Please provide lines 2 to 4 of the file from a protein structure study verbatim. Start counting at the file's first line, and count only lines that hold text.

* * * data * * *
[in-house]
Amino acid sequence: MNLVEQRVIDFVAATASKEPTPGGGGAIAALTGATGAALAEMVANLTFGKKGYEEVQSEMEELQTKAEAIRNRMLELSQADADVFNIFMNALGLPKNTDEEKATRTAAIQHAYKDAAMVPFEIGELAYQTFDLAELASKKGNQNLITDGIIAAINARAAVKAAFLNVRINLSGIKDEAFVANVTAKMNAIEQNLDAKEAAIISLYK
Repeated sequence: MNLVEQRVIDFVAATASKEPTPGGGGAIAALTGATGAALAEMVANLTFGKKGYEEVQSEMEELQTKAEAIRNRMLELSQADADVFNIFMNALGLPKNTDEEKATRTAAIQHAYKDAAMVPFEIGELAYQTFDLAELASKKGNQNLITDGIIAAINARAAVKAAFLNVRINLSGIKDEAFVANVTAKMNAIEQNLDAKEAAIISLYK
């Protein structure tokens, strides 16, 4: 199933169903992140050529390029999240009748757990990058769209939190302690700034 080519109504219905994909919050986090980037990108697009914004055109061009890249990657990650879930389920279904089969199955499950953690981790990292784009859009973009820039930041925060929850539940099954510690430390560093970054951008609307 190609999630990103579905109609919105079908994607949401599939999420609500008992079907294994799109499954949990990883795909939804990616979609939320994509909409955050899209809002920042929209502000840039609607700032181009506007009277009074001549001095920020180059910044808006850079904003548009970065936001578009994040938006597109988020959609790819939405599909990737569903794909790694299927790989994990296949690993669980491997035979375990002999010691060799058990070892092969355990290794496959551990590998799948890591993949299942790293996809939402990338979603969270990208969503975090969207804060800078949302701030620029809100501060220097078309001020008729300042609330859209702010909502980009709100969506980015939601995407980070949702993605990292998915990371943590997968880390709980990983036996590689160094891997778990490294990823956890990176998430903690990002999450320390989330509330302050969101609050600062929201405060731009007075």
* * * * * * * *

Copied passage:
Amino acid sequence: MNLVEQRVIDFVAATASKEPTPGGGGAIAALTGATGAALAEMVANLTFGKKGYEEVQSEMEELQTKAEAIRNRMLELSQADADVFNIFMNALGLPKNTDEEKATRTAAIQHAYKDAAMVPFEIGELAYQTFDLAELASKKGNQNLITDGIIAAINARAAVKAAFLNVRINLSGIKDEAFVANVTAKMNAIEQNLDAKEAAIISLYK
Repeated sequence: MNLVEQRVIDFVAATASKEPTPGGGGAIAALTGATGAALAEMVANLTFGKKGYEEVQSEMEELQTKAEAIRNRMLELSQADADVFNIFMNALGLPKNTDEEKATRTAAIQHAYKDAAMVPFEIGELAYQTFDLAELASKKGNQNLITDGIIAAINARAAVKAAFLNVRINLSGIKDEAFVANVTAKMNAIEQNLDAKEAAIISLYK
């Protein structure tokens, strides 16, 4: 199933169903992140050529390029999240009748757990990058769209939190302690700034 080519109504219905994909919050986090980037990108697009914004055109061009890249990657990650879930389920279904089969199955499950953690981790990292784009859009973009820039930041925060929850539940099954510690430390560093970054951008609307 190609999630990103579905109609919105079908994607949401599939999420609500008992079907294994799109499954949990990883795909939804990616979609939320994509909409955050899209809002920042929209502000840039609607700032181009506007009277009074001549001095920020180059910044808006850079904003548009970065936001578009994040938006597109988020959609790819939405599909990737569903794909790694299927790989994990296949690993669980491997035979375990002999010691060799058990070892092969355990290794496959551990590998799948890591993949299942790293996809939402990338979603969270990208969503975090969207804060800078949302701030620029809100501060220097078309001020008729300042609330859209702010909502980009709100969506980015939601995407980070949702993605990292998915990371943590997968880390709980990983036996590689160094891997778990490294990823956890990176998430903690990002999450320390989330509330302050969101609050600062929201405060731009007075």